Interest Rate Rise Must Wait for Recovery
Interest rates must not rise while “recovery remains slow”, say experts
Business groups have urged the Bank of England to keep interest rates down in May, as new figures for the UK economy confirmed only slow growth in the first quarter of 2011.
The figures released by the Office for National Statistics show that the UK economy grew by 0.5% in the first three months of 2011. The growth reduced the likelihood of a double–dip recession after the economy contracted 0.5% in the final quarter of 2010. However, business groups remained cautious and continued to urge the Bank of England not to raise interest rates, despite the high rate of inflation — currently 4% (CPI).
Confederation of British Industry director–general, John Cridland, said:
“Growth of 0.5% in the first quarter is in line with our expectations and, while encouraging, it does reaffirm our view that the recovery remains slow.”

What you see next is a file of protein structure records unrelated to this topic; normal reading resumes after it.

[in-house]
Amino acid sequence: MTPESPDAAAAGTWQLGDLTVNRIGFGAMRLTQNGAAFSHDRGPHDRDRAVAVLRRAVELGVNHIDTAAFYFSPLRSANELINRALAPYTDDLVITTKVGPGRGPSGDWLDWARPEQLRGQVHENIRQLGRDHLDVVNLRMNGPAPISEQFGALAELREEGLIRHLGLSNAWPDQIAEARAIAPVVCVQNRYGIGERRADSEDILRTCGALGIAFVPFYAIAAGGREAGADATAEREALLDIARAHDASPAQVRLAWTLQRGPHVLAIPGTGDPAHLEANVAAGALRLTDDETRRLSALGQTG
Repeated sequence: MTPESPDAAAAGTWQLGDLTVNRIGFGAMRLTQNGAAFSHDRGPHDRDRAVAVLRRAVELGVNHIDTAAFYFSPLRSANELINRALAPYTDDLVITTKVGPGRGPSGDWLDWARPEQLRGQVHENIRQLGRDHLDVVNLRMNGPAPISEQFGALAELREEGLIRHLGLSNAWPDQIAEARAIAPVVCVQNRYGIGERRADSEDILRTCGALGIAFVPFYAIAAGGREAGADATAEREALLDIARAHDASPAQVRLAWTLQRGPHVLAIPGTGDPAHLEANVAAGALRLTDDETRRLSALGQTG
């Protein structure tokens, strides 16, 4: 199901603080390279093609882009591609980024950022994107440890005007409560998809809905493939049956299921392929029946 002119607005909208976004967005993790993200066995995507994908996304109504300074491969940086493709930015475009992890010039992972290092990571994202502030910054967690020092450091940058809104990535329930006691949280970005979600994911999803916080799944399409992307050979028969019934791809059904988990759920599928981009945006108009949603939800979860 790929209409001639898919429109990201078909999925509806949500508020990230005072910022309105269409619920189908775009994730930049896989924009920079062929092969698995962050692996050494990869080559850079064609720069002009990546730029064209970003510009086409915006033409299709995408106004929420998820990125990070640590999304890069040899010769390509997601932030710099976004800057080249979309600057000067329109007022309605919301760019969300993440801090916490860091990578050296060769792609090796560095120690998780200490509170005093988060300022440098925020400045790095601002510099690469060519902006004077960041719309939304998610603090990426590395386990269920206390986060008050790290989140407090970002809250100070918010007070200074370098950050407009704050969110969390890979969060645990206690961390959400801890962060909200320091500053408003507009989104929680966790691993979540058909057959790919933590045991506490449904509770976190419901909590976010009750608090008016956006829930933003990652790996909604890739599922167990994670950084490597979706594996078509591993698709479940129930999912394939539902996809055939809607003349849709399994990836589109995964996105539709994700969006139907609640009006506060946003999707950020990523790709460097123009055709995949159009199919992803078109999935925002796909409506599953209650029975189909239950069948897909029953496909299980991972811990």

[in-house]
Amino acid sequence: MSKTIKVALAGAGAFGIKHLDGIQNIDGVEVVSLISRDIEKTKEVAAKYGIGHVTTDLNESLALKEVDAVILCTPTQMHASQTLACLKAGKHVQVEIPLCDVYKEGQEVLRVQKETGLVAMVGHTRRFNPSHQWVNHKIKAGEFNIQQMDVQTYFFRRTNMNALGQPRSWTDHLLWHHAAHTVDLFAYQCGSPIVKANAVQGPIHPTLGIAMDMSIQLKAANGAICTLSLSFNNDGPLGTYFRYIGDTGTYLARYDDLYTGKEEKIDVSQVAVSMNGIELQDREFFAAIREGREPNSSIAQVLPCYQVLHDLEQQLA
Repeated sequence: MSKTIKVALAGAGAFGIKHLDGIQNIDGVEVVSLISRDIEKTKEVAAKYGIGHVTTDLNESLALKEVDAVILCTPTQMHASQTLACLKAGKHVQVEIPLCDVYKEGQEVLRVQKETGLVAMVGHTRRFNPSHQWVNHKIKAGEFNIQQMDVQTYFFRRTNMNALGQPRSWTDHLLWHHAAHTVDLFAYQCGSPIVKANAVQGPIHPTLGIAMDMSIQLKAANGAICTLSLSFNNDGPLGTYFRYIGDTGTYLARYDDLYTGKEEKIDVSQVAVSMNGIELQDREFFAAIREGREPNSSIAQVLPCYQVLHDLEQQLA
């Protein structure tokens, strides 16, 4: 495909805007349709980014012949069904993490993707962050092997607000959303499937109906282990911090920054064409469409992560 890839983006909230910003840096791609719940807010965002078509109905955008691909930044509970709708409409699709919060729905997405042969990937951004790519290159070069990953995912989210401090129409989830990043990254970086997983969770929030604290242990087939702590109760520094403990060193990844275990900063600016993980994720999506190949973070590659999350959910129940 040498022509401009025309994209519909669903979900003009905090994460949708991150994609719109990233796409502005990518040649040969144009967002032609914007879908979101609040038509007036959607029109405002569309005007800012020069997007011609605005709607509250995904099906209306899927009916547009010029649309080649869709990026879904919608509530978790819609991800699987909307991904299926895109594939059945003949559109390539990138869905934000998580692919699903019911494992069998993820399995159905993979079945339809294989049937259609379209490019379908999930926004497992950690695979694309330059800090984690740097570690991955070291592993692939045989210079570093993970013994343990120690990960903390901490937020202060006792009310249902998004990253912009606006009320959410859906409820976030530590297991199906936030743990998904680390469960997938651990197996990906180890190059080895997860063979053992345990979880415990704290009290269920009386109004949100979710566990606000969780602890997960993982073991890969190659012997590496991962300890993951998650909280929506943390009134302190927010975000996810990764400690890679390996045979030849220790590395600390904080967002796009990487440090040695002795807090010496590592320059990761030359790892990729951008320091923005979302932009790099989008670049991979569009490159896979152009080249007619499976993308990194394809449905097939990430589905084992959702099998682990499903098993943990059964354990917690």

“The main reason the growth figures were not stronger is the contraction in construction, with the overhang into January from the bad weather. February’s construction figures show some recovery.”
Forum of Private Business spokesman, Chris Gorman, said:
“Interest rates need to stay as they are for the foreseeable future.
“It’s a very delicate time and we could do without any significant interest rate rises, which would take even more potential consumer’s spending money out of the economy. This will always have a knock–on effect on small businesses.”
Gorman advised small–business owners to stay positive in the coming months, and ensure their customer base is as wide as possible.
“Future–proof your business: make sure you’re not overly reliant on one particular client or supplier, especially if you do public sector work. [Ensure] you have alternatives if work with a particular public body dries up or if the margins on that work get reduced.
“Just because the economy is sluggish at the moment and we’re seeing quite flat GDP that doesn’t mean that there aren’t opportunities out there.”